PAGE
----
Tron doesn’t put up a fight
Back in February 2018, Tron Foundation’s China partner Raybo Technology applied to trademark the words, “TRON,” “TRONNETWORK” and “TRONIX.” Raybo Technology has worked with the Tron Foundation on handing out $30 million of tokens on the Tron platform and police had to intervene earlier this year when protestors blamed it for not separating itself from a Ponzi scheme—bearing the same name as the Chinese name for Tron, “Wave Field"—that lost investors $30 million.
But when Raybo Technology published the trademarks for opposition in the Trademark Official Gazette in April 2019—a public record of all trademark applications designed to give time for trademark owners to dispute them—Disney swiftly issued an objection.
On August 6, Disney filed a Notice of Opposition professing that it owns a longstanding trademark for, among other things, the word “TRON”—due to the sci-fi franchise of the same name. Its lawyers argued that Disney “believes that it [its own trademark] is being damaged, and will be damaged, by the registrations.”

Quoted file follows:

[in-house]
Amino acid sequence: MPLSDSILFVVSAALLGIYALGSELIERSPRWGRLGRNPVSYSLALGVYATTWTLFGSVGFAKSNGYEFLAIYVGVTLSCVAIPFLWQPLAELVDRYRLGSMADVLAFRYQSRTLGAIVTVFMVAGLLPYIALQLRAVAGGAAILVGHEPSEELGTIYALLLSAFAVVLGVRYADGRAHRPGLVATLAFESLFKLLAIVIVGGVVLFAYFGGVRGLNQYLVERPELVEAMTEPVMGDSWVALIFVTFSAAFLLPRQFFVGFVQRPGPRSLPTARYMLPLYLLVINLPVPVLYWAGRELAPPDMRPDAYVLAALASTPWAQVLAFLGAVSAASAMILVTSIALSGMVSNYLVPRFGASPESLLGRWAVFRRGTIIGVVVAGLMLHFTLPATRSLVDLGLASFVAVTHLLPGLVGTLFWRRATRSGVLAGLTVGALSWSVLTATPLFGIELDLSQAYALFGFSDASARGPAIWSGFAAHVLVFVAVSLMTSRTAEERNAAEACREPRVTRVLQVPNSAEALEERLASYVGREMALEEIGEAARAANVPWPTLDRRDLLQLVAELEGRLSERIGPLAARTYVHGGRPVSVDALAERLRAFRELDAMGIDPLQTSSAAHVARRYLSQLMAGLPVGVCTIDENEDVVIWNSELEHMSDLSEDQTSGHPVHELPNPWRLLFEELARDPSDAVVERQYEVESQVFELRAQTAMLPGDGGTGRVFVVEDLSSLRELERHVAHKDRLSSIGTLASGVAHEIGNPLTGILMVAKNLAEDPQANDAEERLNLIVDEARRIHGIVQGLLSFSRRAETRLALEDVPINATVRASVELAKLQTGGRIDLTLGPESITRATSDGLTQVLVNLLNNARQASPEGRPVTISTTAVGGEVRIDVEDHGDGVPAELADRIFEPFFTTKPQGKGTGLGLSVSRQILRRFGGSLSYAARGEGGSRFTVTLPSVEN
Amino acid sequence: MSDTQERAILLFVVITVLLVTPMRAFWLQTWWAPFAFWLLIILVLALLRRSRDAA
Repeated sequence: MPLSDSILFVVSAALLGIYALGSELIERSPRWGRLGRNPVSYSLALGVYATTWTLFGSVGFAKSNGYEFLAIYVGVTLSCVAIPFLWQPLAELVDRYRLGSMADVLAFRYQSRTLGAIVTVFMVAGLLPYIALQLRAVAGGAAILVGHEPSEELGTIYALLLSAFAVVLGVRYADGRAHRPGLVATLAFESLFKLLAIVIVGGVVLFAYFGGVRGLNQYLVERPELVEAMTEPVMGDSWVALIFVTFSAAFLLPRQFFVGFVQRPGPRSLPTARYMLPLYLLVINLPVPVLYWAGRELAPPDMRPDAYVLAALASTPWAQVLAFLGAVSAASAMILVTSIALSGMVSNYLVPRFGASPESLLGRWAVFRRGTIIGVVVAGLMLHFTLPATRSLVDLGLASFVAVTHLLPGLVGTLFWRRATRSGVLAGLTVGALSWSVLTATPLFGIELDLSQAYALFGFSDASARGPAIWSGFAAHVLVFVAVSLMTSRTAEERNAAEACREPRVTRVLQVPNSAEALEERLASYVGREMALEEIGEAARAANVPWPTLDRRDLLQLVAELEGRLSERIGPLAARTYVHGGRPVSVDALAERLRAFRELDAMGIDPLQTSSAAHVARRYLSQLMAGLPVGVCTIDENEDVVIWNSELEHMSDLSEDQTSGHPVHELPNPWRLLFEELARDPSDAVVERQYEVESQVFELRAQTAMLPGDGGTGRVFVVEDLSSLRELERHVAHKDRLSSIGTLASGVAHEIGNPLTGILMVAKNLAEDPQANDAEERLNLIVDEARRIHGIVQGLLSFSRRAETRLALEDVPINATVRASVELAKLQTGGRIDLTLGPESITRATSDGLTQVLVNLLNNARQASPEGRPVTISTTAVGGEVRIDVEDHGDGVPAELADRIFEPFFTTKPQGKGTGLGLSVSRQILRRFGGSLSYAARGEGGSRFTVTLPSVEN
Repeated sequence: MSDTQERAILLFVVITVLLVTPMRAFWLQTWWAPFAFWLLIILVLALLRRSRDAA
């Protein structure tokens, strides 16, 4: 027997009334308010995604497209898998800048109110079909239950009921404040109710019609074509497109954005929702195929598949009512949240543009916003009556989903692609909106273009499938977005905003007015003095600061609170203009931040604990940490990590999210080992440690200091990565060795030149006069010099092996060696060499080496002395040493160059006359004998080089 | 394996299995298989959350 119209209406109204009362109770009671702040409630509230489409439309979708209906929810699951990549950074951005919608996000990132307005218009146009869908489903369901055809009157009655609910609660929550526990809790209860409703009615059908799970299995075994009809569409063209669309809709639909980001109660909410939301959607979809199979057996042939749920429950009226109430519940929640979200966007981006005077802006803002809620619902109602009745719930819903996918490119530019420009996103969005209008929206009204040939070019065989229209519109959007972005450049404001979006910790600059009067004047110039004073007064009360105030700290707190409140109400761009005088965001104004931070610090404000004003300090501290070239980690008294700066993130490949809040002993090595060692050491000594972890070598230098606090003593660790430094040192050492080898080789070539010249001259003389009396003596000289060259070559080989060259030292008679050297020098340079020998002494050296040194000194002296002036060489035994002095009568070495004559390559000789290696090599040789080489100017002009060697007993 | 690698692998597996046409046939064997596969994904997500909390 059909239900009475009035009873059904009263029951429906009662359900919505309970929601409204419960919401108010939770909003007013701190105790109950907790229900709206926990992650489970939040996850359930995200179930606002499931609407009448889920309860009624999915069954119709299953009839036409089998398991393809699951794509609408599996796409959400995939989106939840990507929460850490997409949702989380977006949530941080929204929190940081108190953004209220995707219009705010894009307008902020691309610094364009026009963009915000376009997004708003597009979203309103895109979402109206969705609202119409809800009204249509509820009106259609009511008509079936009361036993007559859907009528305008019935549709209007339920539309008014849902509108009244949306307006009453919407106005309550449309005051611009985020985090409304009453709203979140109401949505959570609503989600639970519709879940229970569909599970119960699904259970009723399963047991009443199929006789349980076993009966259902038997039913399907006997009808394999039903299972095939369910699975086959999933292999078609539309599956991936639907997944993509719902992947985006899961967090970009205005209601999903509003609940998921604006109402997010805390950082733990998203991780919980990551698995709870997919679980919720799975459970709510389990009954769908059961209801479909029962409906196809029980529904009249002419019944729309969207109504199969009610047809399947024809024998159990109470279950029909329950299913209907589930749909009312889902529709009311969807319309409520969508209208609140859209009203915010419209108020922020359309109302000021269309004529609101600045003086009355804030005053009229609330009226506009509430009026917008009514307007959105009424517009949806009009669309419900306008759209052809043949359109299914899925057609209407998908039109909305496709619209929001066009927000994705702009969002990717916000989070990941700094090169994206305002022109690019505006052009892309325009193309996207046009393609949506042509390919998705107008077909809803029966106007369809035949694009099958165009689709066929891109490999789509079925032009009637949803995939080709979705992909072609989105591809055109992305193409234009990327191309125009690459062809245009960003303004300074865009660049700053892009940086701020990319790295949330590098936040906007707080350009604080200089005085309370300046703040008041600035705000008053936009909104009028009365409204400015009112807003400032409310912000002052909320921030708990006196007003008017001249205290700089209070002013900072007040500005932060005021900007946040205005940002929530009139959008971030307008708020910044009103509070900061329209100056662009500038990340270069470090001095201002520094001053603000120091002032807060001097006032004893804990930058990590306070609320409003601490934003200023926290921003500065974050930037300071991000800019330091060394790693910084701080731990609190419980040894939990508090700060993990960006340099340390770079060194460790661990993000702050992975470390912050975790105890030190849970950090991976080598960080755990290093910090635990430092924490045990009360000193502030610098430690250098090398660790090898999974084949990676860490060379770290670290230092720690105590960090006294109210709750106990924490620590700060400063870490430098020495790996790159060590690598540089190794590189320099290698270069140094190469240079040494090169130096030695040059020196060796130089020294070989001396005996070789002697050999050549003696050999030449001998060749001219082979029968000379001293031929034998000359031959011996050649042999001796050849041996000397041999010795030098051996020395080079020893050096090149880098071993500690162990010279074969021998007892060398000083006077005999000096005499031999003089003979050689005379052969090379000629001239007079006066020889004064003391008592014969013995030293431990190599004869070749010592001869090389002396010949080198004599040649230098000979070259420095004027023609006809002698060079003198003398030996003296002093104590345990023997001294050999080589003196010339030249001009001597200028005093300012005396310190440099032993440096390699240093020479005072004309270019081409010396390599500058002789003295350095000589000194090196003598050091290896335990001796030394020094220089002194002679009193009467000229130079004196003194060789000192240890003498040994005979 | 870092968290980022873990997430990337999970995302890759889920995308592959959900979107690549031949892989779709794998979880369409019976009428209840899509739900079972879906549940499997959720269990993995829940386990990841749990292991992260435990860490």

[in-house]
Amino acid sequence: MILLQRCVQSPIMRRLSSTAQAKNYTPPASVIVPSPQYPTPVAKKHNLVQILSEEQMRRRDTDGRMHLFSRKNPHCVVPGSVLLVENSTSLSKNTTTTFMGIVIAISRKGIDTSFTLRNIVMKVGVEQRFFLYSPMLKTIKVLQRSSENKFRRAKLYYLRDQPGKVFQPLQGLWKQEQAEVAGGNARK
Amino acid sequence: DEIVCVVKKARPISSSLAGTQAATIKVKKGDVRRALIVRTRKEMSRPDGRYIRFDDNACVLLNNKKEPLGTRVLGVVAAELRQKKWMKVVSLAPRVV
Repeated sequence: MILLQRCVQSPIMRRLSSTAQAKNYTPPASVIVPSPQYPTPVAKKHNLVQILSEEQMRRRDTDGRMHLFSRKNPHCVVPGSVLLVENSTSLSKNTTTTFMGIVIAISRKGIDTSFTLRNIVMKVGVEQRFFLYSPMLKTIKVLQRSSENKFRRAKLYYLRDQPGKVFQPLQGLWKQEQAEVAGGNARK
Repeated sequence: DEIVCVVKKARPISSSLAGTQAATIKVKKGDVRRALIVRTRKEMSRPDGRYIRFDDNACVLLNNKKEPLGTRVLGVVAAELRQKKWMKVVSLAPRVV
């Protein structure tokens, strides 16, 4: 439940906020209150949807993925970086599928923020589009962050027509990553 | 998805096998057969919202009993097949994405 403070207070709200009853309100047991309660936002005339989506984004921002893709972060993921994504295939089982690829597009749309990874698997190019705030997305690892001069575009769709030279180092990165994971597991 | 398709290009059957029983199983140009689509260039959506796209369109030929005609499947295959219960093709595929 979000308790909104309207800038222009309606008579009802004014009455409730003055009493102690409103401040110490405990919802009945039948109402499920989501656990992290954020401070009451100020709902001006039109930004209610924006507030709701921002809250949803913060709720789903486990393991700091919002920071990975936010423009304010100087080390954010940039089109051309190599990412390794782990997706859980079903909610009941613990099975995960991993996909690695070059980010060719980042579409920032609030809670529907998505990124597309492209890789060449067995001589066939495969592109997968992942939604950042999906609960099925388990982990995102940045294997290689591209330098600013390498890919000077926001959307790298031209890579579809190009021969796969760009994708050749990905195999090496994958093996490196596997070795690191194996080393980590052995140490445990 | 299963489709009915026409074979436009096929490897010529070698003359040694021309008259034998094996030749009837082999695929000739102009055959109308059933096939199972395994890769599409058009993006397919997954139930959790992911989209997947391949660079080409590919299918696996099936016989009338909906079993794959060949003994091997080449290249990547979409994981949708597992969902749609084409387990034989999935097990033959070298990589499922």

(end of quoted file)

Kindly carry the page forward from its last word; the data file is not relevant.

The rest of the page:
Not only was it the use of the same characters, but Disney pointed out that Tron had been capitalizing the word too—making it even more similar to its own trademarks. The application said Tron had used the “TRON Marks in all capital letters in a font/stylization that is highly similar in appearance to the unique and distinctive font/stylization of [Disney’s] TRON Marks,” evidence that TRON had been riding off of Disney’s trademark “in faith off the goodwill of [Disney] and its famous brands.” It wasn’t hard for Disney to find offending examples either, it simply took screenshots from the Tron website.